Even by Los Angeles standards, Noelle spends a lot of time worrying about parking. A writers room production assistant for a major streamer and script reader for a premium cable network, Noelle wakes up at 6 am on weekdays to secure a spot close to her jobs in West LA. After work, she moves her white, unassuming Ford Transit to another spot, carefully chosen to be located in a non-residentially zoned area without nightly parking restrictions and far away from any schools, daycare facilities or parks. She is constantly rotating these "day spots" and "night spots," as she calls them, so as not to annoy neighbours or attract too much attention. These days, Noelle jokes, she's more worried about a cop knocking on her window than getting "murdered or attacked."
Noelle, 25, who is using only her first name because she signed a no-publicity clause for one of her jobs, is one of the 15,748 Angelenos currently living in his or her vehicle, according to the Los Angeles Homeless Services Authority. Their ranks are growing amid a worsening income inequality and homelessness crisis: As of January 2018, 9,117 vehicles were being used as homes, up 600 from 2017.
The entertainment industry, one of the city's biggest and most capricious employers, counts a number of car dwellers like Noelle among its workforce. Though the precise figure is unknown, it's a small but visible population. Of the 45 or so people hosted each night by Safe Parking LA — an organisation that launched in 2016 and opened its first facility this year providing guarded, secret lots for vehicle dwellers to sleep in — an actor and a couple of part-time production or lighting professionals usually show up, founder Scott Sale says. Though LAHSA does not survey professions in its annual Homeless Count, community engagement manager Jonathan Hans says entertainment-industry types are a familiar group: "Especially within our younger population, it's not necessarily uncommon that a group of young kids came out (to LA) because somebody told them that they would get them a record deal and then they ended up living out of their van," he says. Many now-well-known industry figures — Tiffany Haddish, Chris Pratt, Drew Carey, Kelly Clarkson — have said they lived in their car before rising to fame.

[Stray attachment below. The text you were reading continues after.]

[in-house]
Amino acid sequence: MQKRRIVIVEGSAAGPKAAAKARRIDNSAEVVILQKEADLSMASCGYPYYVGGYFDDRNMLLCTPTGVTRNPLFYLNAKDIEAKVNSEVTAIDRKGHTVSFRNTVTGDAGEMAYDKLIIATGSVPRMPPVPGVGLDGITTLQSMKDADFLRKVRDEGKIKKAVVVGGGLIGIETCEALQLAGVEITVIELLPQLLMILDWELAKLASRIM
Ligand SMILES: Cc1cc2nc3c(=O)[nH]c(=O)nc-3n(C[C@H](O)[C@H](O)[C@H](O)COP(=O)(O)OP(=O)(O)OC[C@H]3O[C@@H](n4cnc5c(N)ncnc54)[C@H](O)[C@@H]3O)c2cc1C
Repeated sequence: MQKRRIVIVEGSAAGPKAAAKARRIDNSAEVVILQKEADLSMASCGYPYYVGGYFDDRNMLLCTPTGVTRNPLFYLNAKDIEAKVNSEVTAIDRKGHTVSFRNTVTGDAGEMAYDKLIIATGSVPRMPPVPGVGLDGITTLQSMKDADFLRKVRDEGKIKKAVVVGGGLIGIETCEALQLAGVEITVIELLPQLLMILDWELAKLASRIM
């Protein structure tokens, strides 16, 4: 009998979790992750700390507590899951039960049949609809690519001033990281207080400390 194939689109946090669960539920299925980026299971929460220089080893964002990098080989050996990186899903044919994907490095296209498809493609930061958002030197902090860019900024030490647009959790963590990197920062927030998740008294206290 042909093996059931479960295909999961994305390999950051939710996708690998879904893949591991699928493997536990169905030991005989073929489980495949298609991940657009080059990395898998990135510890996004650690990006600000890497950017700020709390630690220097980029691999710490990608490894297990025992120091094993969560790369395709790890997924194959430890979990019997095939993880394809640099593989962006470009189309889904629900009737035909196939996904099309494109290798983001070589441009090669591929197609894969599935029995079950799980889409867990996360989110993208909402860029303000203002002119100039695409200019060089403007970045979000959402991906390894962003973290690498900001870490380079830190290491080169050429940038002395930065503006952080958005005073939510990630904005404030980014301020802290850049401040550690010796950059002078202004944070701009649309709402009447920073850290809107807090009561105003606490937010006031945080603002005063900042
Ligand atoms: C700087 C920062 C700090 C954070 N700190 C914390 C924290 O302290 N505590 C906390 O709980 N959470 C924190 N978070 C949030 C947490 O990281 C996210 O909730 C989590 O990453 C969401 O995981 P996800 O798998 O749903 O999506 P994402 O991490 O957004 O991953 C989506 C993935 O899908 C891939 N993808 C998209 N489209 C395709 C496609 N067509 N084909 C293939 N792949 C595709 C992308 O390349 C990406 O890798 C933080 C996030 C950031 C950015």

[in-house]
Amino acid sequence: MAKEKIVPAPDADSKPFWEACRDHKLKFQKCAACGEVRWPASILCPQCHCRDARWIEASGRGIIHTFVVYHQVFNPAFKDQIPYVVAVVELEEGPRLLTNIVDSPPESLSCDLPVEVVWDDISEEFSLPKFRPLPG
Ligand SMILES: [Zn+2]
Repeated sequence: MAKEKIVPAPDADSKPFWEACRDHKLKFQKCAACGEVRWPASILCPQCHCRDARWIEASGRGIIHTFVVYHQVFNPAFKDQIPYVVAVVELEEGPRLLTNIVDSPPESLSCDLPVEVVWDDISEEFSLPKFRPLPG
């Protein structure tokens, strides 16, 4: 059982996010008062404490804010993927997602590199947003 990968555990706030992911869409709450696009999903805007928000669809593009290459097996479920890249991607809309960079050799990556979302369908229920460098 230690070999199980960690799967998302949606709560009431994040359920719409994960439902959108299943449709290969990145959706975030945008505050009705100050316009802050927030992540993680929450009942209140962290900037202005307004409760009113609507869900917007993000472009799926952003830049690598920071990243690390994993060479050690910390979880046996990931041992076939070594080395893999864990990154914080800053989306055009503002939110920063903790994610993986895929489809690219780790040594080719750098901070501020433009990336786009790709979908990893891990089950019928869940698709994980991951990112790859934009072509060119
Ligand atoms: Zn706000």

Noelle, an Iowa native who graduated from Chapman University in 2016, can afford to rent a room in LA. Still, she feels that even reasonable rents — her last place was a $600-per-month shared room — are too expensive. (She says her average monthly costs are $850.) Noelle initially wanted to switch to living in a "tiny home," which generally takes up just 100 to 500 square feet and is often marketed as a more affordable way to own property. Still, even do-it-yourself tiny homes can cost up to six figures, so she found a more affordable solution on Instagram: living in a van.
Crashing in her Transit means "really living small," she says. Noelle has one closet and says she's constantly throwing things out. Her bathroom is a tiny portable toilet stashed beneath her hanging clothes (it is emptied at RV dump stations); running water is provided by 5-gallon freshwater jugs stored underneath her small sink. She, like many who live in their cars, showers at the gym, according to Hollywood Reporter.
The extra mobility the van provides is great for an entertainment professional who doesn't love LA, like Noelle (before the Transit, she often crashed in her car in Newport Beach or San Diego on weekends). But there are downsides to the itinerant lifestyle: Noelle tends to stay in one place on weekends because she's afraid of losing her spot; she avoids driving at heavy-traffic times because she's wary of even a fender bender — going to the auto shop, these days, means briefly losing the roof over her head. She's heard street fights outside her van at night and keeps pepper spray and a taser on her in case she ever feels unsafe.
Similar to Noelle, many are living out in their cars amid the heavily expensive housing facility that LA provides.
While Safe Parking LA is open exclusively to people in need who are seeking permanent homes, those who have chosen to live in their cars say that the more mobile lifestyle has upsides for their career.
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